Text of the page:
Alterations of the physical characteristics of milk from transgenic mice producing bovine kappa-casein.

Abstract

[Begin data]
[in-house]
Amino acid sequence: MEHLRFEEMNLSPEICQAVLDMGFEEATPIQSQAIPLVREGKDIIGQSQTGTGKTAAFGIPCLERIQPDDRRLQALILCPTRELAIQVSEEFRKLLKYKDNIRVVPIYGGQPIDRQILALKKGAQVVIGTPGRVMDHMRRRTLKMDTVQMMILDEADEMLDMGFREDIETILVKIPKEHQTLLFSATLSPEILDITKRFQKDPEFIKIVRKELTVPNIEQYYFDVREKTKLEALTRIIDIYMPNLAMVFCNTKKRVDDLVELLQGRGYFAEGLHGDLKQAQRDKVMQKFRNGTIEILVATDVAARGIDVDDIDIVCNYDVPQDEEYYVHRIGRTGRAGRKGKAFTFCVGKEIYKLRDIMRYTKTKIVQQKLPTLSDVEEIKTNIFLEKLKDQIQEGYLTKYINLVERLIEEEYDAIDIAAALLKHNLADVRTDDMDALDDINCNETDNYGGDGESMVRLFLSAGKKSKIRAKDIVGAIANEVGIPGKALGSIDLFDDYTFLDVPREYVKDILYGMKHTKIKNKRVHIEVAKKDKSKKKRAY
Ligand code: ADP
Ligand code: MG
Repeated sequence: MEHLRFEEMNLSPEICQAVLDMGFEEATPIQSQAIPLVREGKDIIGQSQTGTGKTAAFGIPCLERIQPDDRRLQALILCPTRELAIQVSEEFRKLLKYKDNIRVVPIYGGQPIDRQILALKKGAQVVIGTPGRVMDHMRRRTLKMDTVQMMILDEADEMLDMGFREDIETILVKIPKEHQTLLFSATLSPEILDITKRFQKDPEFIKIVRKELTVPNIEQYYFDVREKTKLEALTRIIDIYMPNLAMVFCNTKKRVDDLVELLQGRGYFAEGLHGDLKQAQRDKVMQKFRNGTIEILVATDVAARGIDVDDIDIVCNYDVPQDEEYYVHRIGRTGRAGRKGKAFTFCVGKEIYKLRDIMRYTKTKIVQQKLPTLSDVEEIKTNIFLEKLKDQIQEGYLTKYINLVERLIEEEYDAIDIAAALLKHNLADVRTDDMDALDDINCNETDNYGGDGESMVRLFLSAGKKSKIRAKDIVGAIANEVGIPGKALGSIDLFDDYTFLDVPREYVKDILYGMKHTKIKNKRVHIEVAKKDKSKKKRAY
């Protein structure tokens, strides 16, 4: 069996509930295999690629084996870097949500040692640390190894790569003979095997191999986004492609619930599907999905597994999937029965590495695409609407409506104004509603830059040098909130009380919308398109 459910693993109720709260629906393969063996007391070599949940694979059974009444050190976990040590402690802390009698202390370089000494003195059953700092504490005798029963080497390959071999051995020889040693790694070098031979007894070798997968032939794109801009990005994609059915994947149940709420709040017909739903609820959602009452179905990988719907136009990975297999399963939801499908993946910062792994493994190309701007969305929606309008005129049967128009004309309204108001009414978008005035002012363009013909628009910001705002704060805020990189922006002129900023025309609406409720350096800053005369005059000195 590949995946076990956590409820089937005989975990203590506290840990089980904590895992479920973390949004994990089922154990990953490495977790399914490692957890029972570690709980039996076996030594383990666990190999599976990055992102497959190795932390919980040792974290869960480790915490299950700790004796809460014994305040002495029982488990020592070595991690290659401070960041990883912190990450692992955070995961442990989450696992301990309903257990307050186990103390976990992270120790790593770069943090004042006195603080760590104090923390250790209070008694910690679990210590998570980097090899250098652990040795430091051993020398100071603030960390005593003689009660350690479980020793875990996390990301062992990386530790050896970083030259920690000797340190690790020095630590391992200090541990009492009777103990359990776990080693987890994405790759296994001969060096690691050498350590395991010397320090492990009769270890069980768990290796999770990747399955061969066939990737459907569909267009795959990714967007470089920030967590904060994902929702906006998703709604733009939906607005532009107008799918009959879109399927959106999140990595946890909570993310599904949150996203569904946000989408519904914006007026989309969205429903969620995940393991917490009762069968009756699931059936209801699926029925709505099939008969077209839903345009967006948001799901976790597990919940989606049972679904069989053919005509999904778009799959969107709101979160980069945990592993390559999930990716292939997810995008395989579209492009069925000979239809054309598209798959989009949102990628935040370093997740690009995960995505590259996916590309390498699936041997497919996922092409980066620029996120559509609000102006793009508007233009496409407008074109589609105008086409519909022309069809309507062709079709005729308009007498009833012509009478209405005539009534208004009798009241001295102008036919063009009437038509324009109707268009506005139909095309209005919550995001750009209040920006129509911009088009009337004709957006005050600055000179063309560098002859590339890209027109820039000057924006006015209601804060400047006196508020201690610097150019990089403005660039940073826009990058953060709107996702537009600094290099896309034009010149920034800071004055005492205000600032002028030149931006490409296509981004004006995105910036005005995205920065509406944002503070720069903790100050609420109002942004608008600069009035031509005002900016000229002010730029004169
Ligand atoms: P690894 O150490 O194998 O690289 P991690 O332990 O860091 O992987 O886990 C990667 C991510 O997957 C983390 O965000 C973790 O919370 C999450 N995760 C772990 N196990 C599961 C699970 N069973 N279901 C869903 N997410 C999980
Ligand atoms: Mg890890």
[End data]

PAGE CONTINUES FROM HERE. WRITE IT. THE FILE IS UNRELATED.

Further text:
kappa-Casein is the protein fraction of milk that allows formation of micelles and determines micelle size and function, thus affecting many of the physical characteristics of milk. Several lines of transgenic mice were generated bearing the B allele of the bovine kappa-CN gene under the control of the regulatory sequences of the caprine beta-CN gene that specifically directed expression of bovine kappa-CN to the lactating mammary tissue of these mice. High expression of bovine kappa-CN protein was observed in the lines studied; the total level of protein in milk was not significantly affected. A high degree of conservation in the amino acids involved in the predicted three-dimensional structure exists between murine and bovine kappa-CN. Milk from transgenic lines expressing high bovine kappa-CN had a significantly smaller micelle size than did control milk. Therefore, bovine kappa-CN appears to have effectively participated in assembly of murine casein micelles. There was no effect on the time of rennet coagulation, but the association was significant between the milk of transgenic lines and the production of a stronger curd in rennet-induced gels. We conclude that bovine kappa-CN is an appropriate candidate for transgenic technology that would increase the ratio of kappa-CN to the calcium-sensitive caseins, therefore affecting the physical properties of the colloidal casein suspension.

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